I know; plenty of Christians claim the Father was Jesus’s greatest concern. After all, didn’t Jesus say so? Um… he actually never did. He did say he only does as he sees the Father do, Jn 5.19 but not because he lives a lifestyle of repentance; there’s nothing about the life of Christ which he needed to change! We have to strive to follow his will. For Jesus, it’s his nature. Doing God’s will is who he is. He does it automatically, without thinking; it’s built-in. Hence he never sinned. He 4.15 We’re the ones who need to learn how to be like Jesus, and develop a godly nature; it’s a huge priority for us, but not so much for Jesus, who never lost it.

So we became Jesus’s top priority. He’s our shepherd, and we’re his flock. He wants to save us and give us more life than we ever imagined. Jn 10.10 And though the Father sent the Son on this mission, Jesus’s statement that he does this—that it’s his choice to put down his soul for his flock, ’cause it’s also his choice to take it up again, and nobody’s making him do this—the Father loves that Jesus chose to do this. He’s perfectly pleased with this plan. So don’t worry about how their relationship is doing; Jesus’s agenda is the Father’s agenda.


Sometimes a shepherd has to hire help. He’s gotta shear the lambs, and he can’t do that and watch the rest of them; so you find a guy in town and offer him a denarius to make sure the sheep stay out of trouble. So what happens when the sheep get into trouble on the hired guy’s watch? Well he’s hardly qualified: If a pack of wild dogs came to snatch sheep in those pre-gunpowder days, day laborers likely as not wouldn’t know how to defend themselves, much less sheep; they’d run. Whereas shepherds had learned, often by hard experience, somebody’s gotta fight off the wild dogs. That’d be them.

The KJV called such a person a “hireling,” which comes from Jesus’s word μισθωτὸς/misthotós, “wage worker.” I didn’t wanna use the word mercenary to translate it, ’cause that implies someone who will do anything for money, and this guy clearly won’t fight wolves for it. Think of it more like a teenager who really, really hates their job, and barely does it, but sticks around ’cause there are paychecks, and sometimes coworkers to flirt with.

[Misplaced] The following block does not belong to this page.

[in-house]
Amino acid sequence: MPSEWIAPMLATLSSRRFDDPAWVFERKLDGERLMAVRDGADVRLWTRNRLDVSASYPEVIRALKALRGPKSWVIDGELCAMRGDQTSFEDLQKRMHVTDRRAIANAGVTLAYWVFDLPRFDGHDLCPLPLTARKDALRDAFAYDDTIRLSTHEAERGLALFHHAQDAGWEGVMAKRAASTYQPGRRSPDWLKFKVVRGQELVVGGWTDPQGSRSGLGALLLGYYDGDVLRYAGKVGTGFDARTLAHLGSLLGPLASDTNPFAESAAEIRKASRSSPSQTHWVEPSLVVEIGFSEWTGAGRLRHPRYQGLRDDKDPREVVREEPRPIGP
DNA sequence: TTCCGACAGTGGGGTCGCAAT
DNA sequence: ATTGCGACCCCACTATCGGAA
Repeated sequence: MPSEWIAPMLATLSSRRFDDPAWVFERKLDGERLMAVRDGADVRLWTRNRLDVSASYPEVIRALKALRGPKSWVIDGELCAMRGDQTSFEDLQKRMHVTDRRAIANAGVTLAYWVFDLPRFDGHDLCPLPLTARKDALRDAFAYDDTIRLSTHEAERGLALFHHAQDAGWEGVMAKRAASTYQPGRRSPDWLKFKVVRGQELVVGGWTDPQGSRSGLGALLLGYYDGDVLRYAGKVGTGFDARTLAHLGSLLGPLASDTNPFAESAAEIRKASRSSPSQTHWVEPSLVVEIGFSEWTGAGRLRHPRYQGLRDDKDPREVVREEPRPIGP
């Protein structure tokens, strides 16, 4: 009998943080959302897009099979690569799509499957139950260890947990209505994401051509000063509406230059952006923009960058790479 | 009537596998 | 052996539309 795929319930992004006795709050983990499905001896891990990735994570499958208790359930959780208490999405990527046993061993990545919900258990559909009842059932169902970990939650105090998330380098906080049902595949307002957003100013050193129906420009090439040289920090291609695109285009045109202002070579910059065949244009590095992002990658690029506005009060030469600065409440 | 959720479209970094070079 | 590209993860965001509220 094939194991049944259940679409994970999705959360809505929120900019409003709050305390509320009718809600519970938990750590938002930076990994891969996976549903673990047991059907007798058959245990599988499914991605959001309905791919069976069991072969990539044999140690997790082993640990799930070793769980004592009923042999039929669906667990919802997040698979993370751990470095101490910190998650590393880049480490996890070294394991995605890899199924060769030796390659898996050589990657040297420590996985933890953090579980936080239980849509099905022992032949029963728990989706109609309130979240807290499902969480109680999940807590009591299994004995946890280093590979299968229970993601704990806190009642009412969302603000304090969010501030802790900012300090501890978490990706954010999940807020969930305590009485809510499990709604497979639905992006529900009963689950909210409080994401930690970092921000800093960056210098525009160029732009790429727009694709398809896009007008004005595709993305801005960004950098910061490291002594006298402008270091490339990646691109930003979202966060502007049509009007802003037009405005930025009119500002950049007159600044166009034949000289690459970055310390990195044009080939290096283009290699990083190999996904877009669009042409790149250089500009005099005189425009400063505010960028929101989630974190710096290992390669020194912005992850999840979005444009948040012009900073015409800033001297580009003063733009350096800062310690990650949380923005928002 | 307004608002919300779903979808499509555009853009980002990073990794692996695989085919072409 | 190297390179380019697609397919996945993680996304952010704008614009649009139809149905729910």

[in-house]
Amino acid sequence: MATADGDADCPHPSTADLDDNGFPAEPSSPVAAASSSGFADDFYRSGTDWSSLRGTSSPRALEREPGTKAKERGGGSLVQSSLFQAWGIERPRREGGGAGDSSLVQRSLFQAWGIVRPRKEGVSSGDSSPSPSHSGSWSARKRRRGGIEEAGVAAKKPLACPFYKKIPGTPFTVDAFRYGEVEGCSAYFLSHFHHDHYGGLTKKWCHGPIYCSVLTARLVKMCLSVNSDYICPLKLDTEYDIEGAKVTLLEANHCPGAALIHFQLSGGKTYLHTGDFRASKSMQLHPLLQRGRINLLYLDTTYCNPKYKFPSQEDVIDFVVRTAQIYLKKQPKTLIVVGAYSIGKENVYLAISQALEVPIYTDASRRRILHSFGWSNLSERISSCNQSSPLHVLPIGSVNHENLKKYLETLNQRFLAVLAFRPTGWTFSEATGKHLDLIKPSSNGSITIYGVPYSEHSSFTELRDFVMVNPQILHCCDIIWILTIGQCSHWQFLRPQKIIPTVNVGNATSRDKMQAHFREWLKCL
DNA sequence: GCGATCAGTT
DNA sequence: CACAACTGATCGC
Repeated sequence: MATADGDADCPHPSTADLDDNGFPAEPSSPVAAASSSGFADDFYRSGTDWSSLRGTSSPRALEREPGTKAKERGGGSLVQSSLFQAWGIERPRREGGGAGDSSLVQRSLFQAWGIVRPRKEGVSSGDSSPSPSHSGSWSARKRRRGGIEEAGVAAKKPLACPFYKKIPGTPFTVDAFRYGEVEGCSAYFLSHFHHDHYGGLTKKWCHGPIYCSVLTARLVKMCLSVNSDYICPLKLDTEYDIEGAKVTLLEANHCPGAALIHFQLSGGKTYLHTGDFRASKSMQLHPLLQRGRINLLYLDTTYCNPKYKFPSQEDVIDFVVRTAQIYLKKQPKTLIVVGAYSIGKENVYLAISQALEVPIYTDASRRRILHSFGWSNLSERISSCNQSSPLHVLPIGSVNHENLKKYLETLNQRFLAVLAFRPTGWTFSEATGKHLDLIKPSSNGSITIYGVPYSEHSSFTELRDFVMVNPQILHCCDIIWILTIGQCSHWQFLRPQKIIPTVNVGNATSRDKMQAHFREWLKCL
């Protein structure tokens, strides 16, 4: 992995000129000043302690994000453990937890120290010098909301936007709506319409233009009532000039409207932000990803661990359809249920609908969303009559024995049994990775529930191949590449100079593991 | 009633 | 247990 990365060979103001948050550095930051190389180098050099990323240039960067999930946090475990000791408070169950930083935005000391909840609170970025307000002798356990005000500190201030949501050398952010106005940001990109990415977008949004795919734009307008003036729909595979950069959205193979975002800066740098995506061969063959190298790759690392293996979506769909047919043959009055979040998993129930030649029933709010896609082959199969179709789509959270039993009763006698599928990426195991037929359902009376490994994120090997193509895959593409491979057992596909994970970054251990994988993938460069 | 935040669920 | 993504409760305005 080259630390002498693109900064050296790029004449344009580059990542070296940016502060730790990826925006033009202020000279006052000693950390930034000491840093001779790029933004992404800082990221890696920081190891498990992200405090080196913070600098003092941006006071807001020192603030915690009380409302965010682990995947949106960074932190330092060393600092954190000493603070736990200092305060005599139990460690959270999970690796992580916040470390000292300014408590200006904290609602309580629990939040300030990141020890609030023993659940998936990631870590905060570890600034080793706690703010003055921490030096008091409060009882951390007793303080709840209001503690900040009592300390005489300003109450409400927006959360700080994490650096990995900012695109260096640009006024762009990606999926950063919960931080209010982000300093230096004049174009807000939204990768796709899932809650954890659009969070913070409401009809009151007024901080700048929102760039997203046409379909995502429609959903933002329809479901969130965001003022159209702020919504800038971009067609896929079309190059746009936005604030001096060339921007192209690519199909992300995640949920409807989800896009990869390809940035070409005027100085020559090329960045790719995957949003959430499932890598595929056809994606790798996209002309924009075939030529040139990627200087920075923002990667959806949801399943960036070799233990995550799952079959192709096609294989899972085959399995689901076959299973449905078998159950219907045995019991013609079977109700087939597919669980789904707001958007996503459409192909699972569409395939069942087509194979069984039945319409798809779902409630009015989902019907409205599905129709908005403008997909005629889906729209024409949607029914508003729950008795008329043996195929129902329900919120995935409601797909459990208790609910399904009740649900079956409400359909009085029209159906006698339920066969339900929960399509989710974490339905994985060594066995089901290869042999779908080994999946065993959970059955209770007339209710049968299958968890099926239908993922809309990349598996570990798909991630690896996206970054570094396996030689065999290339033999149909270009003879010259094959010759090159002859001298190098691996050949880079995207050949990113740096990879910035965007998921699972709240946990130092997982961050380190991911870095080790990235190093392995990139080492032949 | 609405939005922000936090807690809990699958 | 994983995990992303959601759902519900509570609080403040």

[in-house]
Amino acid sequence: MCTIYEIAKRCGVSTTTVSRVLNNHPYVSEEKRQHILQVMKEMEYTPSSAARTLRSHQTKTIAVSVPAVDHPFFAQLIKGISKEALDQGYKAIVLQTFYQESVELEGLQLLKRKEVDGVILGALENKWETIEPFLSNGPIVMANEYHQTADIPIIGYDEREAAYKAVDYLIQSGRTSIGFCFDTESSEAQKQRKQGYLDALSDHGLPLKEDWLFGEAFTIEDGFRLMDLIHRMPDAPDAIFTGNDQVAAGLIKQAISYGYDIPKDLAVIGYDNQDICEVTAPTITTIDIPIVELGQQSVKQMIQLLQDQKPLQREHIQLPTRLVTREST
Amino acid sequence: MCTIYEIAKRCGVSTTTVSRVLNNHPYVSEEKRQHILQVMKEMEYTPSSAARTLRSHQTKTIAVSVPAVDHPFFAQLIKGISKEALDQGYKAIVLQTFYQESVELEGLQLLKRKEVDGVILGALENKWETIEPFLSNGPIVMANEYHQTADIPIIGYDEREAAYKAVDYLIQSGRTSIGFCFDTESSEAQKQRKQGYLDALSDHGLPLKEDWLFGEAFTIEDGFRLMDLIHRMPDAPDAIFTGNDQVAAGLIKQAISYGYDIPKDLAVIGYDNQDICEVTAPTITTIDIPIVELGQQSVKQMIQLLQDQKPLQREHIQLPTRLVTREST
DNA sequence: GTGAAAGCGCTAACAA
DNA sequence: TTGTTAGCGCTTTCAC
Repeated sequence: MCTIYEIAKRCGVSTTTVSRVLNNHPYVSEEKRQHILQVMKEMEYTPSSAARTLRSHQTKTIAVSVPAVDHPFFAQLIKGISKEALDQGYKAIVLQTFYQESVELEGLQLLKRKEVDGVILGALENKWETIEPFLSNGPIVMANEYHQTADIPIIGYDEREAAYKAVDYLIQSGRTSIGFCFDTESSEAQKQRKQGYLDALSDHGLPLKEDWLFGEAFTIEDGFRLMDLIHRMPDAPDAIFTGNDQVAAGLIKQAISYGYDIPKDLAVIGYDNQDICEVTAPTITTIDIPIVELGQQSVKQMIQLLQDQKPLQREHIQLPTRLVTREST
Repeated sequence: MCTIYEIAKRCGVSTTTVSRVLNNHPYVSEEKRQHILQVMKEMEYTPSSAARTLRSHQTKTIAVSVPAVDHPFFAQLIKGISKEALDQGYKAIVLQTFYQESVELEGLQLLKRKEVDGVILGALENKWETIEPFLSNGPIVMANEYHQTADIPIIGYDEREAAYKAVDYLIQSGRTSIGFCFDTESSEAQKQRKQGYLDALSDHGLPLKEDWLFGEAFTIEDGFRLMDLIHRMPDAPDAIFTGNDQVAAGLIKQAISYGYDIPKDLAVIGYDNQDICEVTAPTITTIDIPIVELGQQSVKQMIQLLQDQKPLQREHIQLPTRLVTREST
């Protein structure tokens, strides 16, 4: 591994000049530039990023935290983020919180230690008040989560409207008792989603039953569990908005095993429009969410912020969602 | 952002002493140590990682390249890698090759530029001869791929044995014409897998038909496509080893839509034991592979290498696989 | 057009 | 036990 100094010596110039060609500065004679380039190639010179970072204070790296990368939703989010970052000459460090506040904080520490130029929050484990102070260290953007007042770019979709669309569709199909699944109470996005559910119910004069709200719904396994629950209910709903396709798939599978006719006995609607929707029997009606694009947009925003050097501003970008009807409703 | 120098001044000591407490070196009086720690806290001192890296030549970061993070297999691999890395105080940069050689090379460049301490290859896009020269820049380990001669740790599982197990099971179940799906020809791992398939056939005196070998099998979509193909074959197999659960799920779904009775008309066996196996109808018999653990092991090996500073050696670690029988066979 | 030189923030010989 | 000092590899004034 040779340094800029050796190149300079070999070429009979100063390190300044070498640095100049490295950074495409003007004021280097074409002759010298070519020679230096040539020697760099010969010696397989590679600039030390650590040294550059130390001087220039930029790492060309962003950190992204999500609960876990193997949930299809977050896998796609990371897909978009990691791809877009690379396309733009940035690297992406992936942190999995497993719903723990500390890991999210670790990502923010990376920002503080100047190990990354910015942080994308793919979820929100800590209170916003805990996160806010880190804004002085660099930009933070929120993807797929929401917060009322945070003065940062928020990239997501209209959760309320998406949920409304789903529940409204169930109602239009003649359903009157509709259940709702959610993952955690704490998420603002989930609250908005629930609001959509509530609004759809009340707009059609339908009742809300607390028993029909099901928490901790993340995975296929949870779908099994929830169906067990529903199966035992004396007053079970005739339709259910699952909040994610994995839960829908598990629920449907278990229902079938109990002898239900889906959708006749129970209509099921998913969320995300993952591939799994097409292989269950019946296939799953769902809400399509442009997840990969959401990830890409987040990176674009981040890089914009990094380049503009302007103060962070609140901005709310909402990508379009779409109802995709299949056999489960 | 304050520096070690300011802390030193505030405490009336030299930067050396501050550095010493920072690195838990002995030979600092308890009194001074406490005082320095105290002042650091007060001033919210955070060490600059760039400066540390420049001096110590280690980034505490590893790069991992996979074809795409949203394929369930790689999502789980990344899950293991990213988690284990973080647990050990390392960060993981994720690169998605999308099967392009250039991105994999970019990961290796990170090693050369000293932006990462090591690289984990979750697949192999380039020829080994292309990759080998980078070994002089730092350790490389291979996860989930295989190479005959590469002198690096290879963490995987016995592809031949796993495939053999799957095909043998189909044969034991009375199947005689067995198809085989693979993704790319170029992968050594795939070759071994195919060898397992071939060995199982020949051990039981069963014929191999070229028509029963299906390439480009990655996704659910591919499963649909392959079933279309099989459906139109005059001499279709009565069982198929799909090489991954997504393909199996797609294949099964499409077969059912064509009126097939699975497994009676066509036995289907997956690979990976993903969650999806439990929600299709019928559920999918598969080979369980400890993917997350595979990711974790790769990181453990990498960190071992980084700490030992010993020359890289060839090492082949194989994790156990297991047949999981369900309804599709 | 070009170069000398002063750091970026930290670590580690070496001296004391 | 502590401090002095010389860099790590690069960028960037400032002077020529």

Many Christians nowadays use the term hireling to describe any pastor who doesn’t actually lead their church. Certain church governments work that way: The church is run by its elders, or by popular vote, and if their pastors wanna take the church a certain direction, they need to get the real leaders of the church to agree to it, or it’s not happening. And if the pastors persist… well, they might be out of a job. I’ve been in certain churches where the pastor has no power to get anything done, and people shake their heads and say, “Well of course not; he’s just a hireling.” But he is not what Jesus means by hireling; he cares about the sheep. He’d totally fight off wolves for them. The hireling in Jesus’s parable? Nope. Bye!

So properly, a hireling in this parable’s context would be any Christian in church leadership who oughta step up when times get rough, but back down in cowardice. And Jesus contrasts himself with one of these lousy shepherds: He never cuts and runs when times get tough. He’ll empty both barrels into the wolf… wait, first century; he’d sling a stone right at it. Either way, dead wolf.

Other sheep!

“I have other sheep,” Jesus says in verse 16, “which aren’t from this sheepfold. It’s necessary for me to lead them as well: They’ll hear my voice, and they’ll become one flock, one shepherd.”

He’s speaking of course about pre-Christians. These are people who aren’t Christian yet, but will be. Some churches love to use this term instead of “non-Christian” or “pagan,” ’cause they wanna be optimistic: No these people aren’t Christian… yet. Give the Holy Spirit time!

And there were plenty of pre-Christians in Israel at that time. Remember when Simon Peter spoke at Pentecost in the year 33, and 3,000 people became Christian? Ac 2.41 A number of those 3,000 people were in Jerusalem right then, right at the time Jesus said this parable. Wouldn’t be Christian for a few years yet. They were his sheep too. They had yet to hear his voice. But they would, and they’d follow.

Sometimes they’d hear Jesus’s voice personally, like what happened when Paul of Tarsus had his Jesus-encounter. Ac 9.3-5 Same as people still do. But the rest of the time they’d hear Jesus’s voice secondhand, through his followers who share his gospel with the world. Either way, Jesus and we his followers are gonna gather more sheep for his pen.

The Latter-day Saints have a very weird spin on Jesus’s statement, “I have other sheep.” They claim it’s a prophecy specifically about the first-century indigenous Americans: The Book of Mormon states that right after Jesus was raptured, he returned to earth to visit and evangelize the Americas, and share the gospel with them. Unfortunately all those Christians were wiped out centuries before the Europeans got here in the 1400s, which is why no American Indian tribe has any record whatsoever of an ancient American variant of Christianity. Just recent American variants.

I have profound doubts about the Book of Mormon’s story… but y’know, Jesus’s words refer to anybody who later becomes Christian, American or not.